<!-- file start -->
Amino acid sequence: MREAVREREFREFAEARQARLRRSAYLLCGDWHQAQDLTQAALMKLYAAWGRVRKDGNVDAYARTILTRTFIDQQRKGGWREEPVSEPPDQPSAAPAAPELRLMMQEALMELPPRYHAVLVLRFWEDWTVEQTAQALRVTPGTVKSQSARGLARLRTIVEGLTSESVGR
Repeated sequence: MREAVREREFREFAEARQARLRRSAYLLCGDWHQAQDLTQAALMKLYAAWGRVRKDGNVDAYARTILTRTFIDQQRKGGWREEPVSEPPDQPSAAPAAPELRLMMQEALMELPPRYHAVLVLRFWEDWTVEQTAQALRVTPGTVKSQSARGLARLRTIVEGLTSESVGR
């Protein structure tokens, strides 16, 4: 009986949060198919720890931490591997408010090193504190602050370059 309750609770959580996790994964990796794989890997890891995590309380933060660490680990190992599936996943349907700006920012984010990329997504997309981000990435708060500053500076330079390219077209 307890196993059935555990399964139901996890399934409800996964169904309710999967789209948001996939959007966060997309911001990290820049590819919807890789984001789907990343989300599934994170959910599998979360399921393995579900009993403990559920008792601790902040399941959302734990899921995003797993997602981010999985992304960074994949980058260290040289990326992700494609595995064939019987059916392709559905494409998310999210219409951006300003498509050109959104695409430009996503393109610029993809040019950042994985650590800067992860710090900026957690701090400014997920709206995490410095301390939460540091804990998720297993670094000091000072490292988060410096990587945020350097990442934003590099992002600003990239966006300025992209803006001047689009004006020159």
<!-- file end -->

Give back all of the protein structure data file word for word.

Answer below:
Amino acid sequence: MREAVREREFREFAEARQARLRRSAYLLCGDWHQAQDLTQAALMKLYAAWGRVRKDGNVDAYARTILTRTFIDQQRKGGWREEPVSEPPDQPSAAPAAPELRLMMQEALMELPPRYHAVLVLRFWEDWTVEQTAQALRVTPGTVKSQSARGLARLRTIVEGLTSESVGR
Repeated sequence: MREAVREREFREFAEARQARLRRSAYLLCGDWHQAQDLTQAALMKLYAAWGRVRKDGNVDAYARTILTRTFIDQQRKGGWREEPVSEPPDQPSAAPAAPELRLMMQEALMELPPRYHAVLVLRFWEDWTVEQTAQALRVTPGTVKSQSARGLARLRTIVEGLTSESVGR
């Protein structure tokens, strides 16, 4: 009986949060198919720890931490591997408010090193504190602050370059 309750609770959580996790994964990796794989890997890891995590309380933060660490680990190992599936996943349907700006920012984010990329997504997309981000990435708060500053500076330079390219077209 307890196993059935555990399964139901996890399934409800996964169904309710999967789209948001996939959007966060997309911001990290820049590819919807890789984001789907990343989300599934994170959910599998979360399921393995579900009993403990559920008792601790902040399941959302734990899921995003797993997602981010999985992304960074994949980058260290040289990326992700494609595995064939019987059916392709559905494409998310999210219409951006300003498509050109959104695409430009996503393109610029993809040019950042994985650590800067992860710090900026957690701090400014997920709206995490410095301390939460540091804990998720297993670094000091000072490292988060410096990587945020350097990442934003590099992002600003990239966006300025992209803006001047689009004006020159």